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Beginner
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Intel AC7260 problems

Hi there, I just excitedly bought 3 AC7260 cards for all our laptops in the house cause we upgraded our router to the RT-AC66U and let me tell you I am soooooo NOT impressed with these cards. They are horrible, I cannot keep a consistent connection with my router.

Computer # 1 is a Dell 7720 running windows 8 and all I keep getting is constant unable to access network page errors that only say on a chrome web page:

Error code: ERR_NETWORK_CHANGED

In my intel event viewer I get around 3 lines marked Information..... authenticating wireless profile XXXXX every minute!!!!!! This can't be right???

Computer # 2 is an XPS 15 running windows 7 home and I get the same problems as computer # 1 just not as many chrome ERR pages.

Computer # 3 is an Alienware M18 and it consistantly drops the wireless connection too. I had a bigfoot card in there previously and NEVER had any problems with losing wireless connections.

I'm using all the latest newest drivers on all my laptops and i just can't believe how troublesome these 7260's are. Anyone else actually have a 7260 thats rock solid and if so, how did you do it?

314 Replies
Novice
22 Views

I join this community for one reason and one reason only. To express my utter frustration.

This card is absolutely garbage and in the past - God only knows how many - months there has been 0 progress. Every single fricking update brings out the same garbage connection and the same garbage problems. I've been through countless different versions and every single one has the same issue.

Why can't you specialists pin-point this issue? Buy a notebook with your card and try using it for a day! Try playing real-time strategies or even try visiting a website! It's so frustrating to have to deal with this issue every single day I use my notebook.

I bought the MSI GS70. I was so excited because MSI makes a quality product and only uses quality devices in their notebooks. I saw all the specs and thought to my self that this would be a very good investment. And for the most part it has!

Except for this garbage, garbage, garbage (I can keep saying it!), GARBAGE network card.

I've tried so many different scenarios and so many different configurations that I'm truly at the end of my rope.

If it weren't for this notebook being sealed (and losing my warranty if I open it) I would have bought another card months ago to save me this stress.

So Intel, what do you have to say about the countless complaints and countless issues with this device. Don't tell me "it's a work in progress" because obviously there is no progress. If you actually tested your cards before releasing them to the general public, you wouldn't have these issues and potentially ruin your reputation as one of the largest technical firms in the world.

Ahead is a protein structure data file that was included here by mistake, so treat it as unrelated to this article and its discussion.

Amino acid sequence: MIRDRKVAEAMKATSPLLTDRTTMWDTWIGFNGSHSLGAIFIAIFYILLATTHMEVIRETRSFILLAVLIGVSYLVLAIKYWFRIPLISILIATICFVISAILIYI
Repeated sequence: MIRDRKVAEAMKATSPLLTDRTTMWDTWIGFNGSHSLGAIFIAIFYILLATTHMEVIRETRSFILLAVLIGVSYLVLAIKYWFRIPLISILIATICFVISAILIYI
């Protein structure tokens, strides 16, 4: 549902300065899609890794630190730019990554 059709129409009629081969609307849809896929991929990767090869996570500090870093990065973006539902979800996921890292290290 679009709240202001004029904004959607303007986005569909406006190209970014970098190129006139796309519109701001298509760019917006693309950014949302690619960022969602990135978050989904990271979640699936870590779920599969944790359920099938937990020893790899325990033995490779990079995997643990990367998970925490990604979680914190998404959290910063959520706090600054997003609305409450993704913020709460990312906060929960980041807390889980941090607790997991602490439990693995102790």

Not that that'll happen, because I'm just a small guy in this world and this device is just a tiny part of the technical industry.

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Beginner
22 Views

Resolved: Intel Wireless-AC 7260 + ASUS Wireless-AC1900 router = FAST

Using an "AC" router I am finally able to get expected 100+Mbps speed from the Intel Wireless-AC 7260 wifi card. T-mobile provided me with a fantastic free ASUS (RT-AC68U) Wireless-AC1900 router through their "Cellspot" program.

Lenovo tech support did a remote session into my machine and updated all the network drivers and power managements settings (again) but was unable to fix the issue. The hardware support desk (great people) then referred me to the software support desk who tried to convince me that the T440s was completely incompatible with any 5Ghz network. Obviously, that is not true.

I still do not know where the limitation lies. Either the Intel AC 7260 is a defective design and is not fully backwards compatible with wireless-N. Or perhaps the Lenovo drivers are bad? Or perhaps it is a Windows bug? At this point I can only tell you all that for me the AC router solved the problem.

Beginner
22 Views

I am pretty sure that the fault will be found to be with the adapter itself, and probably not solvable by a driver update. I have been having the same issues as many others. I have a Toshiba p55w and the WiFi works great in the same room as the router. I do have an Lynksys e4200, and it is not AC compatible. The router cost me a lot of money two years ago.

What I have noticed is that the Wifi works great in the same room, but put a wall in the way and performance drops rapidly. On the 5ghz band, I can put a wall in between me and the router and maintain performance, but the 5ghz signal doesn't travel far. For me it is not dependent on signal strength, as you can see in the posted pics.

Picture one is same room. Picture two is bedroom (which is really close to the router, but has a wall in the way). Ping times are great on each test. Signal strength is maximum on each test. The laptop is connected to the 2.4ghz band. I have tried all the workarounds, settings adjustments, and have tried the Microsoft and Intel drivers (all versions). And notice how only download speeds seem affected?

This just sucks. Sure I could fix the problem using only my 5ghz band at home, but I cannot use it at work (older router, access point down the hall) and hotels are a miserable experience. I do have a USB WiFi adapter that makes the laptop usable, but I shouldn't have to have a two inch stick sticking out the side of my 1000 dollar laptop.

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Novice
22 Views

Unfortunately Intel does not want to take responsibility.